I write this on A Level results day in the UK, a day on which measuring the worth of young people happens every year, and happens badly. I don’t really think any system of assessment is going to deliver fairness – it could not hope to do so without the context of a fair society. The child who goes to school hungry is not going to get the best results they are capable of at eighteen. The child who has no quiet place to study is set back. Inequality means that testing is in part a test of privilege.
Exams measure your ability to remember and recall. They measure your ability to perform quickly under pressure. Stress and trauma make accurate speed under pressure that bit harder. Not everyone is fast thinking, and speed is not the only measure of capability. I have known a few amazing slow thinkers in my life, and their not being fast has everything to do with the remarkable fine detail they are able to contemplate. Exams are not a great way to measure creativity or original thinking. They probably aren’t the best way to measure problem solving skills. They do not measure social skills, emotional intelligence, compassion, dedication, or what a person might be capable of in the future. Sometimes they do a very good job of measuring sheer luck.
We don’t live in a meritocracy. Your chances of being rich have far more to do with the wealth of your parents than any personal attributes. The cream does not naturally rise to the top. The well connected stay at the top and tell us they are the naturally rising cream in a meritocracy. Exam results can create an illusion of mobility, but you only have to look at who is in power and what kinds of backgrounds they have to know that in the UK, most of us don’t have that many options.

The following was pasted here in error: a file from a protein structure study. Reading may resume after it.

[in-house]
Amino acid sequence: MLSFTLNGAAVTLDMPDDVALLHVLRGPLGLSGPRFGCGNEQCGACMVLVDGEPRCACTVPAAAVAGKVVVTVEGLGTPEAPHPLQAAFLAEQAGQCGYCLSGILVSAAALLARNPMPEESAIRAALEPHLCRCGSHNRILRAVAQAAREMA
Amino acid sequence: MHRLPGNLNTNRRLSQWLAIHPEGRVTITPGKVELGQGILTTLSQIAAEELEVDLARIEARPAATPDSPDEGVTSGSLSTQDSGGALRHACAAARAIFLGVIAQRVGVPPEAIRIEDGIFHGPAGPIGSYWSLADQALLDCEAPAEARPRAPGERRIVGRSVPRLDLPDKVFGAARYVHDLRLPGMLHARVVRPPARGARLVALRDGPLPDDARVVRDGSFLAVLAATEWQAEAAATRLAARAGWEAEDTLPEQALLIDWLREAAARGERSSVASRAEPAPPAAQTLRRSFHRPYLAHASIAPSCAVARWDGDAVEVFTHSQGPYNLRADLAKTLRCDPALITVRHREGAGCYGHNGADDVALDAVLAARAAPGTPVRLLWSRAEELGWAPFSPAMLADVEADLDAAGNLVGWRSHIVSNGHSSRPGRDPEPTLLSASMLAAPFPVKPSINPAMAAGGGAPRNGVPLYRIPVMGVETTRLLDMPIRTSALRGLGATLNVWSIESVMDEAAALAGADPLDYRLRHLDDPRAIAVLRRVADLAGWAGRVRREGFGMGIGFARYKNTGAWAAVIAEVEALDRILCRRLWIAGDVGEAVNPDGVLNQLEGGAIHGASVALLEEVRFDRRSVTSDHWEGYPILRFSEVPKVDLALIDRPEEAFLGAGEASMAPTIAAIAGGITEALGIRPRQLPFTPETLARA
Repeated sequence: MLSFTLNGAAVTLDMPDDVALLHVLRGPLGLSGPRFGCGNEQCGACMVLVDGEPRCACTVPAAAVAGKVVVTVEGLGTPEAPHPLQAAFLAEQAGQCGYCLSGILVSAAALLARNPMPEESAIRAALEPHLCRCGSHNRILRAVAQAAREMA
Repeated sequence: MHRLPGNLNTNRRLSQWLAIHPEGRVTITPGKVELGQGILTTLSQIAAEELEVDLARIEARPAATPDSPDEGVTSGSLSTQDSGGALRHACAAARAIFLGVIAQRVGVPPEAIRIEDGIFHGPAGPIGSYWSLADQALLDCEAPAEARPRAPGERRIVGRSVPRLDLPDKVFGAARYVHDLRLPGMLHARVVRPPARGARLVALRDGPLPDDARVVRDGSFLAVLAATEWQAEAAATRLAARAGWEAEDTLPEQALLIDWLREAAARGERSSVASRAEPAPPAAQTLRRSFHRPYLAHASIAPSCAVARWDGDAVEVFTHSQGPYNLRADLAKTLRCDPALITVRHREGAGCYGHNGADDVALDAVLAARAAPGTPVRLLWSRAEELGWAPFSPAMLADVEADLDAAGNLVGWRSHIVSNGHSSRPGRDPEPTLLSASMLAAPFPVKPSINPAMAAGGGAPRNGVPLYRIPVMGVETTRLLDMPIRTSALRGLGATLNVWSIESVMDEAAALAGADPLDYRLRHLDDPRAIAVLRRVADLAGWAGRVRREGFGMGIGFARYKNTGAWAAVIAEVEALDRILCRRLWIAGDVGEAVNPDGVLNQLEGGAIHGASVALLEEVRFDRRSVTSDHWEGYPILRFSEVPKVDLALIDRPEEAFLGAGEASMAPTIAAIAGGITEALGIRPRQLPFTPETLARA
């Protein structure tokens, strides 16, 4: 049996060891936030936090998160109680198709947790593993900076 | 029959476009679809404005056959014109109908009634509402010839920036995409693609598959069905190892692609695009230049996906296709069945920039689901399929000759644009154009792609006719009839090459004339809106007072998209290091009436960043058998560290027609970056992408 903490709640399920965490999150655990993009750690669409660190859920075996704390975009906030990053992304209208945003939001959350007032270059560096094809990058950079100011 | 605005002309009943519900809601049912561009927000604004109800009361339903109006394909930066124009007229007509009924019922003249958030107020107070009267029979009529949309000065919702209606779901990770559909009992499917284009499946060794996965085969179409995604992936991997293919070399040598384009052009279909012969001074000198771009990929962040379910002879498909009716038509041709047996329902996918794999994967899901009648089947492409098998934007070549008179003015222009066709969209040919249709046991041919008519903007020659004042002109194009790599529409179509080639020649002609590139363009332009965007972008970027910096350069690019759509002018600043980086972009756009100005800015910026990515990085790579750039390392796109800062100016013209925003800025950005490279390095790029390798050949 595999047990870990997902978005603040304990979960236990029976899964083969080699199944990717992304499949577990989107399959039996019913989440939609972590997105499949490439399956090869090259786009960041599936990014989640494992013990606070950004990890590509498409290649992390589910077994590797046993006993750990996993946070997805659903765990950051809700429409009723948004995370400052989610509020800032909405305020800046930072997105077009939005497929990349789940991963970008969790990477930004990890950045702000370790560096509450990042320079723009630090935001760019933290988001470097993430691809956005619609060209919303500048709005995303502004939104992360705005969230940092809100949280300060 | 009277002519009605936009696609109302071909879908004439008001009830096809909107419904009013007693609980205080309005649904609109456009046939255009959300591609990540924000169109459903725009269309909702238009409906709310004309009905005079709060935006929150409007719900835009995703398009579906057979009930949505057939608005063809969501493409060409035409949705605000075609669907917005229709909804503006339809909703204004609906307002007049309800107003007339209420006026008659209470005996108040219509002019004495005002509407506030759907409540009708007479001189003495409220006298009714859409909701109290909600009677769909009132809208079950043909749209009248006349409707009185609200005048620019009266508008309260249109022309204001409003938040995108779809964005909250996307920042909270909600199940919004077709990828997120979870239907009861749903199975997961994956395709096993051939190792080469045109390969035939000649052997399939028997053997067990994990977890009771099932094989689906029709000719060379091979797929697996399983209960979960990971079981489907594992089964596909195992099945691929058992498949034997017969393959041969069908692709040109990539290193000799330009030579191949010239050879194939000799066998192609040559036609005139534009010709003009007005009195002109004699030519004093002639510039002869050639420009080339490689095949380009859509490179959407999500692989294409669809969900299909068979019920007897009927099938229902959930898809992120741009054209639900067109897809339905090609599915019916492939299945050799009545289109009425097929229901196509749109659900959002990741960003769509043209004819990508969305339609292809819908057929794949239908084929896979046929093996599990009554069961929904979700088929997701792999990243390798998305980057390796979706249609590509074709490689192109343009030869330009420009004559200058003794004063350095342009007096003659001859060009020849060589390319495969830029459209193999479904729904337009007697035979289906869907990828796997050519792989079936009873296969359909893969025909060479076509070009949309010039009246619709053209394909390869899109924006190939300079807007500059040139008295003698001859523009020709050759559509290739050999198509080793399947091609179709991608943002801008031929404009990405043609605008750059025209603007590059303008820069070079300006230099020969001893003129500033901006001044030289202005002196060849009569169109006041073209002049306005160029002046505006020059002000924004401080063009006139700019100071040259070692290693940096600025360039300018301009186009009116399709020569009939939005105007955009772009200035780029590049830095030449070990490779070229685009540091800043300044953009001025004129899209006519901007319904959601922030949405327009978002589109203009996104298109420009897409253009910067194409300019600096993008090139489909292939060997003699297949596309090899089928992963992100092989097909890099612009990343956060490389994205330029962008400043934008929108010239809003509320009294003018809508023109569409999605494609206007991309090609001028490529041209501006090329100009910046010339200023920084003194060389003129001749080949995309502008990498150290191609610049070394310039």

Imagine how the education system would look if our primary concern was to help young people become healthy, happy, well rounded adults. Imagine what would change if we considered education to be a lifelong endeavour, and not something you have to crack in your teens. What would education look like if it was not primarily about readying people for an ever shrinking jobs market? Imagine if it wasn’t about getting a job! What would we want our young people to learn if we accepted that many of them might not find meaningful work? What would we want them to learn if we were focused on the implications of climate crisis?
The school system we have is not inevitable, and not the only way of doing things. The ways in which we measure worth underpins a social structure that doesn’t work for most of us.